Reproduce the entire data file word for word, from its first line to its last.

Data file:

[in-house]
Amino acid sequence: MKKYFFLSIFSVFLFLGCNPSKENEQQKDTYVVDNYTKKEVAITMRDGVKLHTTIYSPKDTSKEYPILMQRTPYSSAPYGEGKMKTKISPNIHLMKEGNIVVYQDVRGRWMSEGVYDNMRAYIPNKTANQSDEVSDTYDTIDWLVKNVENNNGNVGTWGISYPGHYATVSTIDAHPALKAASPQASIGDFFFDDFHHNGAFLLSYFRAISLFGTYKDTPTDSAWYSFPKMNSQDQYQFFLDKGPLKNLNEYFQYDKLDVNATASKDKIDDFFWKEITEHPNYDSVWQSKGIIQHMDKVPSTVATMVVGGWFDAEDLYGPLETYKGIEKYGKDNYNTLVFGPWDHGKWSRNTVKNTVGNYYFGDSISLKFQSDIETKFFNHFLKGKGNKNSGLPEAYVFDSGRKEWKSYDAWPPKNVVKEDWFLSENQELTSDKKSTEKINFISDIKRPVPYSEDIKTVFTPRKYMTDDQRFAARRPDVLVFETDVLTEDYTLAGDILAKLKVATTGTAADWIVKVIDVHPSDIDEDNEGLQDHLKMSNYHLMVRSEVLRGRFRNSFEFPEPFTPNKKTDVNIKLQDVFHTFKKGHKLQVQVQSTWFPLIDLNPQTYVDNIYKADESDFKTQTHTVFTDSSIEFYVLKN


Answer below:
[in-house]
Amino acid sequence: MKKYFFLSIFSVFLFLGCNPSKENEQQKDTYVVDNYTKKEVAITMRDGVKLHTTIYSPKDTSKEYPILMQRTPYSSAPYGEGKMKTKISPNIHLMKEGNIVVYQDVRGRWMSEGVYDNMRAYIPNKTANQSDEVSDTYDTIDWLVKNVENNNGNVGTWGISYPGHYATVSTIDAHPALKAASPQASIGDFFFDDFHHNGAFLLSYFRAISLFGTYKDTPTDSAWYSFPKMNSQDQYQFFLDKGPLKNLNEYFQYDKLDVNATASKDKIDDFFWKEITEHPNYDSVWQSKGIIQHMDKVPSTVATMVVGGWFDAEDLYGPLETYKGIEKYGKDNYNTLVFGPWDHGKWSRNTVKNTVGNYYFGDSISLKFQSDIETKFFNHFLKGKGNKNSGLPEAYVFDSGRKEWKSYDAWPPKNVVKEDWFLSENQELTSDKKSTEKINFISDIKRPVPYSEDIKTVFTPRKYMTDDQRFAARRPDVLVFETDVLTEDYTLAGDILAKLKVATTGTAADWIVKVIDVHPSDIDEDNEGLQDHLKMSNYHLMVRSEVLRGRFRNSFEFPEPFTPNKKTDVNIKLQDVFHTFKKGHKLQVQVQSTWFPLIDLNPQTYVDNIYKADESDFKTQTHTVFTDSSIEFYVLKN